Clear and Unmistakable Disclaimer's Stardard Raised

Sat, 8 Nov 2005 18:54:00 EST

"Relying on Phillips methodology and an open transitional phrase, the U.S. Court of Appeals for the Federal Circuit vacated a summary judgment grant of non-infringement and set aside a finding of equivalents barring prosecution history estoppel. Free Motions Fitness, Inc. v. Cybex International, Inc. Case No. 05-1006 (Fed. Cir. Sept. 16, 2005) (Dyk, J.; Prost, J. dissenting)."

"Free Motions sued both Cybex and Nautilus for infringing its exercise machine patents. The exercise machine in issue included cables and pulleys that lift a weight stack. The claimed invention required that specified cables and extension arms pivot or swivel about a certain point. In the accused device, the arm and pivot assembly operated in a manner different from that as literally claimed. Based on this difference and a finding of prosecution history estoppel that barred the patent owner from relying on the doctrine of equivalents, the district court granted summary judgment of no infringement. Free Motions appealed."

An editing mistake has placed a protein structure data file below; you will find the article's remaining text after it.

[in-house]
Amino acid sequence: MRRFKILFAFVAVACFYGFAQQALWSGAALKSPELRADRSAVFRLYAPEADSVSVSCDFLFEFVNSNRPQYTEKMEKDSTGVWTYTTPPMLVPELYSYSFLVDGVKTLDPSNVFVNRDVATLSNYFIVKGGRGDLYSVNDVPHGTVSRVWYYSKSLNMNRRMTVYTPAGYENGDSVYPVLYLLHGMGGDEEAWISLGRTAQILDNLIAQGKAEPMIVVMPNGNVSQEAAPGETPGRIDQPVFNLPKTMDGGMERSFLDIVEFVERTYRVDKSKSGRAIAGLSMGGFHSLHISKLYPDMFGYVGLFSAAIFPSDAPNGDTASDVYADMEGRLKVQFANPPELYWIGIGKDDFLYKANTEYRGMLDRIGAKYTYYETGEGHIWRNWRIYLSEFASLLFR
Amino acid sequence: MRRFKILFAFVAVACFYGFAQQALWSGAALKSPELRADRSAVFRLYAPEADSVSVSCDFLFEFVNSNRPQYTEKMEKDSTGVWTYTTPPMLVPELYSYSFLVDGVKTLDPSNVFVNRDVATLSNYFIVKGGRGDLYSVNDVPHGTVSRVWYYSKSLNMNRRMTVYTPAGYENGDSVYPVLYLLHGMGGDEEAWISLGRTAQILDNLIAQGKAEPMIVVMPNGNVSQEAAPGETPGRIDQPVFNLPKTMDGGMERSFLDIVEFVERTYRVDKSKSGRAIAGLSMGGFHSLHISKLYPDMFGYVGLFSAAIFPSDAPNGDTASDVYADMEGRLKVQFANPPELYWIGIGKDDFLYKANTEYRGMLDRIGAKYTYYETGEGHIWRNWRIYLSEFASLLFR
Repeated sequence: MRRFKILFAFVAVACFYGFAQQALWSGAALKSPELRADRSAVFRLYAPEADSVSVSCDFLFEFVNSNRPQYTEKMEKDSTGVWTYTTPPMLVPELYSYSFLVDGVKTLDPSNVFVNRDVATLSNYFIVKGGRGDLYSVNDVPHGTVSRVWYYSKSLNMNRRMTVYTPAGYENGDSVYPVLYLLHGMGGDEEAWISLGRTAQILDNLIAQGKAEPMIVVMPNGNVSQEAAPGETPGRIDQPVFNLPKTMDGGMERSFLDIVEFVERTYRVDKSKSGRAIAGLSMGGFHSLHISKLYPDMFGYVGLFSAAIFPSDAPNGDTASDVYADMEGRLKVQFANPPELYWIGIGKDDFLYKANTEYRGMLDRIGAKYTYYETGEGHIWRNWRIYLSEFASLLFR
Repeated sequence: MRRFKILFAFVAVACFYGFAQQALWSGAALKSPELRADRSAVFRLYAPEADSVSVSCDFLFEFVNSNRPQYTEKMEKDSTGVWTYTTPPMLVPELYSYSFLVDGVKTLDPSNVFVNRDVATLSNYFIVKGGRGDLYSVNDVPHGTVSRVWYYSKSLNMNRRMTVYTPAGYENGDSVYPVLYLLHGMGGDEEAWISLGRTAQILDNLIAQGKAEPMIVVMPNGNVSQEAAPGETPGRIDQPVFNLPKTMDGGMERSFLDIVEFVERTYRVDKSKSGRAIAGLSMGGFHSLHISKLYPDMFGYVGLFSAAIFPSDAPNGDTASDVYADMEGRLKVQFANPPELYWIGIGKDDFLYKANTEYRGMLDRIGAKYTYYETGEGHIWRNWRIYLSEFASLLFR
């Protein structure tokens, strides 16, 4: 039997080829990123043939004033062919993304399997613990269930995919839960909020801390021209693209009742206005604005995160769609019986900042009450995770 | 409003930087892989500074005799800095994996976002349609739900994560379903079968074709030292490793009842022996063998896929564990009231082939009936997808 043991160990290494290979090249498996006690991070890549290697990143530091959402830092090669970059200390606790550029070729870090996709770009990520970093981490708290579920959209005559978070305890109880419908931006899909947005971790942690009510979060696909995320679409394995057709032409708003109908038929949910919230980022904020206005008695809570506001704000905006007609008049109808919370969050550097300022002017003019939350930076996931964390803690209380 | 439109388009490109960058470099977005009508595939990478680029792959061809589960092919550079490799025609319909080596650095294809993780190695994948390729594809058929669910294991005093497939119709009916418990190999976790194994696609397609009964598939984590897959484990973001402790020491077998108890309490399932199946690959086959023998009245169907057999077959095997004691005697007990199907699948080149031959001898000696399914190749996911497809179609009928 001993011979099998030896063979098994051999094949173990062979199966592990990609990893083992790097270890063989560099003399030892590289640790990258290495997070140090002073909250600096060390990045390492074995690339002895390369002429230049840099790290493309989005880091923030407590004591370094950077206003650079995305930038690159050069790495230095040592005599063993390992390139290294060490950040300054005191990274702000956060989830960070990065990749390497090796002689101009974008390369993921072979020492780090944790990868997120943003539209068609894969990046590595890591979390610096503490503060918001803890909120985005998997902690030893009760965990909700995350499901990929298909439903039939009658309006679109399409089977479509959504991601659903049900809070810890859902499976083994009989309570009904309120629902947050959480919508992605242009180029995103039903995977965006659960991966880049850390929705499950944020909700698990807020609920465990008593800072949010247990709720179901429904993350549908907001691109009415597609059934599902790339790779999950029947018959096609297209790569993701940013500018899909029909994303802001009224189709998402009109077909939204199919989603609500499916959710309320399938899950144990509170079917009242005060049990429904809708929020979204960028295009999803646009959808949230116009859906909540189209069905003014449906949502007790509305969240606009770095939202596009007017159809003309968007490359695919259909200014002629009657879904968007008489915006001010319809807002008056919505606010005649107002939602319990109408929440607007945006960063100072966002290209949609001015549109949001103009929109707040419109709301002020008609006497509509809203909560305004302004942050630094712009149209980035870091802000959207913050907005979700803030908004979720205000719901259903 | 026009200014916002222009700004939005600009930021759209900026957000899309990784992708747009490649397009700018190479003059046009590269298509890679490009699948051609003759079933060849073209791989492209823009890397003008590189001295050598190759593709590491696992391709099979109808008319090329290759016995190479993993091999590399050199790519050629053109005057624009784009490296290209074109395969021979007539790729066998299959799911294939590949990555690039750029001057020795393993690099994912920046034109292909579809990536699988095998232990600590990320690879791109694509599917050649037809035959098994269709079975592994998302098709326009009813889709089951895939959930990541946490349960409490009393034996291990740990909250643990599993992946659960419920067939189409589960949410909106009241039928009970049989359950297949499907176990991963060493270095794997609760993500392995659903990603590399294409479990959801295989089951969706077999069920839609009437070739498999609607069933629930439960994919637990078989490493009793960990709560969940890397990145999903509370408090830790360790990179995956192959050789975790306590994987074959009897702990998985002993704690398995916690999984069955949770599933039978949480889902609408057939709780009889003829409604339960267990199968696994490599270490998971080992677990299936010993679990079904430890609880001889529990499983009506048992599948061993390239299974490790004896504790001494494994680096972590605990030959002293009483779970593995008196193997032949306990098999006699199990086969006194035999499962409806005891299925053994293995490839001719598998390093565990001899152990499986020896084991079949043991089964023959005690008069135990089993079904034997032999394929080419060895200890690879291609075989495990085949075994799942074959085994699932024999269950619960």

"In reversing the district court, the Federal Circuit relied on several canons of construction to modify the district court's claim construction. First, the Federal Circuit held the district court erred in construing the claimed "first" and "second" pivot points as requiring specific spatial locations relative to the extension arms. Instead, the Federal Circuit ruled that "first" and "second" are merely used to distinguish between repeated recitations of an element. "

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